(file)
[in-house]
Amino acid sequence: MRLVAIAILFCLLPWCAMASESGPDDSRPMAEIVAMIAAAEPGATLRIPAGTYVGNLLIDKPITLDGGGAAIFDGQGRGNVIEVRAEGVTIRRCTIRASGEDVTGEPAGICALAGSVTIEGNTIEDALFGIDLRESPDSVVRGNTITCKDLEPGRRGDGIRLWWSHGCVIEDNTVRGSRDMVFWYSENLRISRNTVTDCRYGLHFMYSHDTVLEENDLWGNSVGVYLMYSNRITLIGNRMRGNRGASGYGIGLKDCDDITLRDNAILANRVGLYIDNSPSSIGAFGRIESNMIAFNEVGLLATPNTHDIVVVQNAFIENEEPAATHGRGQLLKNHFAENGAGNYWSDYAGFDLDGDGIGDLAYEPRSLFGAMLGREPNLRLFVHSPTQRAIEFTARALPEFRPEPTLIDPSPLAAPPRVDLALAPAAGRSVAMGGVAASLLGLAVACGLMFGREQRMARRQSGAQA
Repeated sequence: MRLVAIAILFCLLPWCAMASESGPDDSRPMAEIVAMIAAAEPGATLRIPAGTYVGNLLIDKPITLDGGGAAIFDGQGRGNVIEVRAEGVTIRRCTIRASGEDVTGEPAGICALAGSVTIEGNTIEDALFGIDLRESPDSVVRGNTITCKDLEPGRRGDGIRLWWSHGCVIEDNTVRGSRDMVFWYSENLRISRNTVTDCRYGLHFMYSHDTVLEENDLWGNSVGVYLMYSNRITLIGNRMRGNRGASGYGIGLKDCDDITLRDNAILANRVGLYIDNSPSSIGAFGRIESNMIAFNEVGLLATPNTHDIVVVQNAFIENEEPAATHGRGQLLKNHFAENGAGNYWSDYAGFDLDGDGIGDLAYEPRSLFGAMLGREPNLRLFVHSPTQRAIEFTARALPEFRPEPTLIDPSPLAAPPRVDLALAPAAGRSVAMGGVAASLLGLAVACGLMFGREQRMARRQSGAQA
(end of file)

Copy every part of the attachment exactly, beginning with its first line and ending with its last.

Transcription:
[in-house]
Amino acid sequence: MRLVAIAILFCLLPWCAMASESGPDDSRPMAEIVAMIAAAEPGATLRIPAGTYVGNLLIDKPITLDGGGAAIFDGQGRGNVIEVRAEGVTIRRCTIRASGEDVTGEPAGICALAGSVTIEGNTIEDALFGIDLRESPDSVVRGNTITCKDLEPGRRGDGIRLWWSHGCVIEDNTVRGSRDMVFWYSENLRISRNTVTDCRYGLHFMYSHDTVLEENDLWGNSVGVYLMYSNRITLIGNRMRGNRGASGYGIGLKDCDDITLRDNAILANRVGLYIDNSPSSIGAFGRIESNMIAFNEVGLLATPNTHDIVVVQNAFIENEEPAATHGRGQLLKNHFAENGAGNYWSDYAGFDLDGDGIGDLAYEPRSLFGAMLGREPNLRLFVHSPTQRAIEFTARALPEFRPEPTLIDPSPLAAPPRVDLALAPAAGRSVAMGGVAASLLGLAVACGLMFGREQRMARRQSGAQA
Repeated sequence: MRLVAIAILFCLLPWCAMASESGPDDSRPMAEIVAMIAAAEPGATLRIPAGTYVGNLLIDKPITLDGGGAAIFDGQGRGNVIEVRAEGVTIRRCTIRASGEDVTGEPAGICALAGSVTIEGNTIEDALFGIDLRESPDSVVRGNTITCKDLEPGRRGDGIRLWWSHGCVIEDNTVRGSRDMVFWYSENLRISRNTVTDCRYGLHFMYSHDTVLEENDLWGNSVGVYLMYSNRITLIGNRMRGNRGASGYGIGLKDCDDITLRDNAILANRVGLYIDNSPSSIGAFGRIESNMIAFNEVGLLATPNTHDIVVVQNAFIENEEPAATHGRGQLLKNHFAENGAGNYWSDYAGFDLDGDGIGDLAYEPRSLFGAMLGREPNLRLFVHSPTQRAIEFTARALPEFRPEPTLIDPSPLAAPPRVDLALAPAAGRSVAMGGVAASLLGLAVACGLMFGREQRMARRQSGAQA